Vol.3 No.1, 66-72 (2011) Health
Copyright © 2011 SciRes. Openly accessible at http://www. scirp.org/journal/HEALTH/
The effect of progesterone on uterine fluid ph &
endometrial nhe-1 protein expression in rats
Salleh Naguib1*, Vivi Noryati Ahmad1, Norfadila Kasim1, Salim Muhammad Amri2, Yeong Soh
1Department of Physiology, University of Malaya, Lembah Pantai, Kuala Lumpur, Malaysia;
*Corresponding Author: naguibsalleh@um.edu.my
2Department of Anatomy, University of Malaya, Lembah Pantai, Kuala Lumpur, Malaysia.
Received 26 October 2010; revised 25 November 2010; accepted 24 December 2010
A precise regulation of the uterine fluid volume
and pH is essential for a successful embryo
implantation. Progesterone has been reported
to participate in uterine fluid volume regulation
during this period, however its effect on the
uterine fluid pH is unknown. As endometrial
fluid absorption has been proposed to occur
secondary to sodium (Na+) absorption under
progesterone mediated effect, we therefore hy-
pothesize that there may be a concomitant changes
in fluid volume and pH if sodium-hydrogen ex-
changer (NHE), a protein responsible for both
luminal Na+ absorption and H+ extrusion is in-
volved. In view of these, our study aimed to in-
vestigate the possibility that progesterone af-
fect the uterine fluid pH and endometrial NHE
expression. Ovariectomised female Sprague-
Dawley (SD) rats were treated with peanut oil
(vehicle), oestradiol-3-benzoate and progester-
one for three consecutive days. On the fourth
day, in-vivo uterine perfusions were performed
on anaesthetized rats. The collected perfusate
were analyzed for the changes in pH. The effect
of amiloride, a non-specific Na+-channel blocker
on the pH was investigated. The expression of
uterine NHE-1 protein was detected by Western
blotting and immunohistochemistry. Our find-
ings indicate that the fluid pH is the lowest in
progesterone-treated group and amiloride ad-
ministration significantly increased the pH in
the same treatment group (p < 0.05). NHE-1
proteins were significantly expressed in the
progesterone-treated group. In conclusion,
progesterone induces a reduction of the uterine
fluid pH and is amiloride-sensitive. The up-r eg ul a -
tion of NHE-1 under a common progesterone
effect may explain the role of this exchanger in
regulating the uterine fluid pH.
Keywords: Progesterone; Uterine-Fluid pH; NHE-1;
Implantation is a complex process that requires a pre-
cise control of the uterine fluid volume, pH and its
composition. It occurs within a limited period following
fertilization known as the implantation window period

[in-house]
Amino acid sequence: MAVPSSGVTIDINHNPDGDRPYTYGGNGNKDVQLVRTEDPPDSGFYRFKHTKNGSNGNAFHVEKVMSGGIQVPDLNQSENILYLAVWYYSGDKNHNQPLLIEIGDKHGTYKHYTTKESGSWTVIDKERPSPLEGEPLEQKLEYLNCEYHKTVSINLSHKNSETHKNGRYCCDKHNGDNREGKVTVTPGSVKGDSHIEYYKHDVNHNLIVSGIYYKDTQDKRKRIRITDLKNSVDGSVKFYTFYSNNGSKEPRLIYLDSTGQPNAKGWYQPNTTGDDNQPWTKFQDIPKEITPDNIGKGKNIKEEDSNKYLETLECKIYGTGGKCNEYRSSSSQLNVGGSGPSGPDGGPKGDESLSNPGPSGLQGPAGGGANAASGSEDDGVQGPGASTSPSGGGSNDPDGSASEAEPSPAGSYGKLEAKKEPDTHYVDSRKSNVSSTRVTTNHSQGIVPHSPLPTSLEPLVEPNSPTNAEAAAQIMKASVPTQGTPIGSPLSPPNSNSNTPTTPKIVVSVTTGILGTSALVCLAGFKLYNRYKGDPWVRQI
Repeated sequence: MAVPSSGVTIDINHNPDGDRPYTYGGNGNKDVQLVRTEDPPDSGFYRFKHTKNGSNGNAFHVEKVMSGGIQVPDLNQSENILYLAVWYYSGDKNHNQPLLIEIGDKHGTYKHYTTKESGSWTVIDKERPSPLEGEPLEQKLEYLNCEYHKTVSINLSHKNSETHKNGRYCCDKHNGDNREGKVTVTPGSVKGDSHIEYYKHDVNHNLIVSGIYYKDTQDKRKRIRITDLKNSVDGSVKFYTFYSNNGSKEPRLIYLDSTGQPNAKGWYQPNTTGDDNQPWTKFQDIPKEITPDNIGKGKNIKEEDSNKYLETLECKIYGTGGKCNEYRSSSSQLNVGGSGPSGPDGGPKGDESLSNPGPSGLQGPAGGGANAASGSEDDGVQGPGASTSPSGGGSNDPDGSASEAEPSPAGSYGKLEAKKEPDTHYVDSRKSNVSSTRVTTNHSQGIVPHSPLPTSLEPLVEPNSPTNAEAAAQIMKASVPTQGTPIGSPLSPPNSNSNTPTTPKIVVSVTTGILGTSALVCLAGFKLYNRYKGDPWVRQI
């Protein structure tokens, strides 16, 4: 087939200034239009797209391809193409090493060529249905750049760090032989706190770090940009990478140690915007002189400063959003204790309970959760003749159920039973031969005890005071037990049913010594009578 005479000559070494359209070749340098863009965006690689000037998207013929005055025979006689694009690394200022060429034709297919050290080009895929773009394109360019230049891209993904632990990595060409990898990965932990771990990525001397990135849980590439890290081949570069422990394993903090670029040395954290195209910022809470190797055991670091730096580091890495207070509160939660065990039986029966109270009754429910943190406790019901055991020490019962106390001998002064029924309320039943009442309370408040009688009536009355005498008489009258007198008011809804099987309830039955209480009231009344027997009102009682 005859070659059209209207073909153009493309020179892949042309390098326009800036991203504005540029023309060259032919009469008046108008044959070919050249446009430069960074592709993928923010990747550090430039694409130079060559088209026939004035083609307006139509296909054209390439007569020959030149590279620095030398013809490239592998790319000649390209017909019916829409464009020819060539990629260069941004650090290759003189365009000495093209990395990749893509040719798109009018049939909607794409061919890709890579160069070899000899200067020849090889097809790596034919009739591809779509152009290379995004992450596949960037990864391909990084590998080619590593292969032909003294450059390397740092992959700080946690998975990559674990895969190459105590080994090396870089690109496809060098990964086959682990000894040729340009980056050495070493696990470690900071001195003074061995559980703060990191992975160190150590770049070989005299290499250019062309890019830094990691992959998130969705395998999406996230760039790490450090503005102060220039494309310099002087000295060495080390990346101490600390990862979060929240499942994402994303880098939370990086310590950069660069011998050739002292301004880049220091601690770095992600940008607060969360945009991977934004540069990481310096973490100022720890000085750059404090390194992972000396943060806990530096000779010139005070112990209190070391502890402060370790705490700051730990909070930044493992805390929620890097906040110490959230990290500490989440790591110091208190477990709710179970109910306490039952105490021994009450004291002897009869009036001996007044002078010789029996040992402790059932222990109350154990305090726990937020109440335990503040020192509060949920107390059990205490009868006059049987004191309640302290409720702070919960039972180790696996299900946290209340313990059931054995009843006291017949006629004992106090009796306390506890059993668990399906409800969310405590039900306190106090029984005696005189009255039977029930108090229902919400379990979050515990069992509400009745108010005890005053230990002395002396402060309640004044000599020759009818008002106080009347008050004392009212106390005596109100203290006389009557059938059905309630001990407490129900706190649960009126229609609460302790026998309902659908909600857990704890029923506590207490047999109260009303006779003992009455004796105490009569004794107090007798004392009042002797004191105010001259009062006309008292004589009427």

[1]. During this period, a reduction of the uterine luminal
fluid volume has been documented in both rodents [2,3]
and primates [4]. Multiple molecular mechanisms such
as the increased expression of pinopodes [5], aquoporins
channels [6,7] and the membrane Na+ channel such as
the epithelial Na+ channel (ENaC) [8] have been pro-
posed to play a role in fluid movements across the en-
dometrium under a common progesterone mediated ef-
fect [9].
Since long ago, uterine luminal fluid has been ob-
served to contain a high amount of HCO-
3 as compared
to plasma [10]. Apical HCO-
3 transporters such as cys-
tic fibrosis transmembrane regulator (CFTR) [11] and
the bicarbonate- chloride exchanger (HCO-
[12,13] may be involved in luminal HCO-
3 extrusion.
A continuous HCO-
3 extrusion should be followed by a
concomitant H+ extrusion to maintain a normal intra-
cellular pH [14]. In many absorptive and secretory
epithelia where HCO-
3 extrusion occur, such as in the
proximal tubule of the nephron [15], pancreatic duct
[16] and epididymis [17], apical NHE plays an impor-
tant role in maintaining a normal intracellular pH.
Despite of the reported alkalinity of the uterine luminal
fluid, the changes of the pH under different sex steroids
S. Naguib et al. / Health 3 (2011) 66-72
Copyright © 2011 SciRes. Openly accessible at http://www.scirp.org/journal/HEALTH/
effect and the underlying mechanism involved in uterine
fluid pH regulation is not fully understood. As
sex-steroids in particular progesterone play an important
role in regulating uterine luminal fluid volume, we specu-
late that this hormone may as well affect the pH of this
fluid. Although ENaC has been proposed to be involved in
Na+ absorption and therefore concomitant H2O absorption
[8,18], however NHE may be an alternative route for Na+
absorption which can create osmotic gradient to drive